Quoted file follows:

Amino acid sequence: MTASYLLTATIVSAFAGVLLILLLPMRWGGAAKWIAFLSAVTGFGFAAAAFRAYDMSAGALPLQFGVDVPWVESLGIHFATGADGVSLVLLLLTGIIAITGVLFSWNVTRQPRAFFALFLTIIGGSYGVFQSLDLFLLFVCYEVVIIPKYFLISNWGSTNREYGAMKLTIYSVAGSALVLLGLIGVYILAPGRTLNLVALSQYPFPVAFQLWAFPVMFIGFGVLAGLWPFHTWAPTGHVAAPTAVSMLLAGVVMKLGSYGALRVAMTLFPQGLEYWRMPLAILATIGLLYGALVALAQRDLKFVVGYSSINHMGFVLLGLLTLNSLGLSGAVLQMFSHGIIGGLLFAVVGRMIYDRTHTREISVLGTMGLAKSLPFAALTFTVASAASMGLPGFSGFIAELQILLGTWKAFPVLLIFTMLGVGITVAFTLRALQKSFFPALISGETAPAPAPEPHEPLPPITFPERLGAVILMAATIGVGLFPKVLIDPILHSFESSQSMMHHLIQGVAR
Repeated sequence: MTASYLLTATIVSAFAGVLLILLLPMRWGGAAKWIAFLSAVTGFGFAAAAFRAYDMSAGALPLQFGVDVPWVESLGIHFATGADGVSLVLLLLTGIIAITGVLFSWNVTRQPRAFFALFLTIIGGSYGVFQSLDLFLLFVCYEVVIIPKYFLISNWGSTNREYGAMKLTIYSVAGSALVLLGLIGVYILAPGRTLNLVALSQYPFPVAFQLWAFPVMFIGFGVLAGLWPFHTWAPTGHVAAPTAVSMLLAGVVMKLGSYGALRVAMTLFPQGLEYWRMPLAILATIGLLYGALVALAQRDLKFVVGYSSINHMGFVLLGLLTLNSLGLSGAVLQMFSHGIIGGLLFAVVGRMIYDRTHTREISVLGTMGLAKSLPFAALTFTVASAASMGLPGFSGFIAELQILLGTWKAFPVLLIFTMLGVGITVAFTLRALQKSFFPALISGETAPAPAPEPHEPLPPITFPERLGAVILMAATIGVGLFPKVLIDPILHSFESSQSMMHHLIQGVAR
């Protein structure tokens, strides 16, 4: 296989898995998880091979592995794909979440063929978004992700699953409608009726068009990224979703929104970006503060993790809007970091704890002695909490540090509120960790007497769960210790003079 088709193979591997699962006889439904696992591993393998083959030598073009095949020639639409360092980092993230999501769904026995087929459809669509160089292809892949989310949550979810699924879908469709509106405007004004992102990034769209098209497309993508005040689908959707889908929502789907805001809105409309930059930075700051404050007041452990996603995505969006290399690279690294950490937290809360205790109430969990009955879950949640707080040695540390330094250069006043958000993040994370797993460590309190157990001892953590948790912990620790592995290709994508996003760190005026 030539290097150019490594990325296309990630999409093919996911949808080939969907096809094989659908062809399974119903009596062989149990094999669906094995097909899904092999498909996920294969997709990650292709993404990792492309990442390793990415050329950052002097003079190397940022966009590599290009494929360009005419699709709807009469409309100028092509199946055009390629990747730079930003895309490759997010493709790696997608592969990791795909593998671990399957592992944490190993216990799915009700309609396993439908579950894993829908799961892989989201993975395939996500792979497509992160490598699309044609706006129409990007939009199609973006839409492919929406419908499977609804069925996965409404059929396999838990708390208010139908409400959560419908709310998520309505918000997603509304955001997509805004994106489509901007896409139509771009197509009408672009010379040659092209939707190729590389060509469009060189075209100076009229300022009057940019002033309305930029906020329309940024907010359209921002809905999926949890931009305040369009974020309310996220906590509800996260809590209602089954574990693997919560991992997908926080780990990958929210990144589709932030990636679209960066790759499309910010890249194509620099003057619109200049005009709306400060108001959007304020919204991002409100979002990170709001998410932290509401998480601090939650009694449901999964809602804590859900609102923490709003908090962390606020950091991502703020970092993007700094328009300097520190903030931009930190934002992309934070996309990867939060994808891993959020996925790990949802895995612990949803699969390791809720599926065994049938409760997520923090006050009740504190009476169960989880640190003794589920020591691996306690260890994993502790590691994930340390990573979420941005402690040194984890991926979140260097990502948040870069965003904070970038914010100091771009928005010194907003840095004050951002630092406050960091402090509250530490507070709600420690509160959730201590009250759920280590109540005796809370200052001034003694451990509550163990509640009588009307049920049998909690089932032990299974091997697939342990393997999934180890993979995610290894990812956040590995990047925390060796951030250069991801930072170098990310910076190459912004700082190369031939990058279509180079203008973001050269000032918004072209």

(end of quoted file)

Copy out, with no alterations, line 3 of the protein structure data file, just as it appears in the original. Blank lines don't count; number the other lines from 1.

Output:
């Protein structure tokens, strides 16, 4: 296989898995998880091979592995794909979440063929978004992700699953409608009726068009990224979703929104970006503060993790809007970091704890002695909490540090509120960790007497769960210790003079 088709193979591997699962006889439904696992591993393998083959030598073009095949020639639409360092980092993230999501769904026995087929459809669509160089292809892949989310949550979810699924879908469709509106405007004004992102990034769209098209497309993508005040689908959707889908929502789907805001809105409309930059930075700051404050007041452990996603995505969006290399690279690294950490937290809360205790109430969990009955879950949640707080040695540390330094250069006043958000993040994370797993460590309190157990001892953590948790912990620790592995290709994508996003760190005026 030539290097150019490594990325296309990630999409093919996911949808080939969907096809094989659908062809399974119903009596062989149990094999669906094995097909899904092999498909996920294969997709990650292709993404990792492309990442390793990415050329950052002097003079190397940022966009590599290009494929360009005419699709709807009469409309100028092509199946055009390629990747730079930003895309490759997010493709790696997608592969990791795909593998671990399957592992944490190993216990799915009700309609396993439908579950894993829908799961892989989201993975395939996500792979497509992160490598699309044609706006129409990007939009199609973006839409492919929406419908499977609804069925996965409404059929396999838990708390208010139908409400959560419908709310998520309505918000997603509304955001997509805004994106489509901007896409139509771009197509009408672009010379040659092209939707190729590389060509469009060189075209100076009229300022009057940019002033309305930029906020329309940024907010359209921002809905999926949890931009305040369009974020309310996220906590509800996260809590209602089954574990693997919560991992997908926080780990990958929210990144589709932030990636679209960066790759499309910010890249194509620099003057619109200049005009709306400060108001959007304020919204991002409100979002990170709001998410932290509401998480601090939650009694449901999964809602804590859900609102923490709003908090962390606020950091991502703020970092993007700094328009300097520190903030931009930190934002992309934070996309990867939060994808891993959020996925790990949802895995612990949803699969390791809720599926065994049938409760997520923090006050009740504190009476169960989880640190003794589920020591691996306690260890994993502790590691994930340390990573979420941005402690040194984890991926979140260097990502948040870069965003904070970038914010100091771009928005010194907003840095004050951002630092406050960091402090509250530490507070709600420690509160959730201590009250759920280590109540005796809370200052001034003694451990509550163990509640009588009307049920049998909690089932032990299974091997697939342990393997999934180890993979995610290894990812956040590995990047925390060796951030250069991801930072170098990310910076190459912004700082190369031939990058279509180079203008973001050269000032918004072209």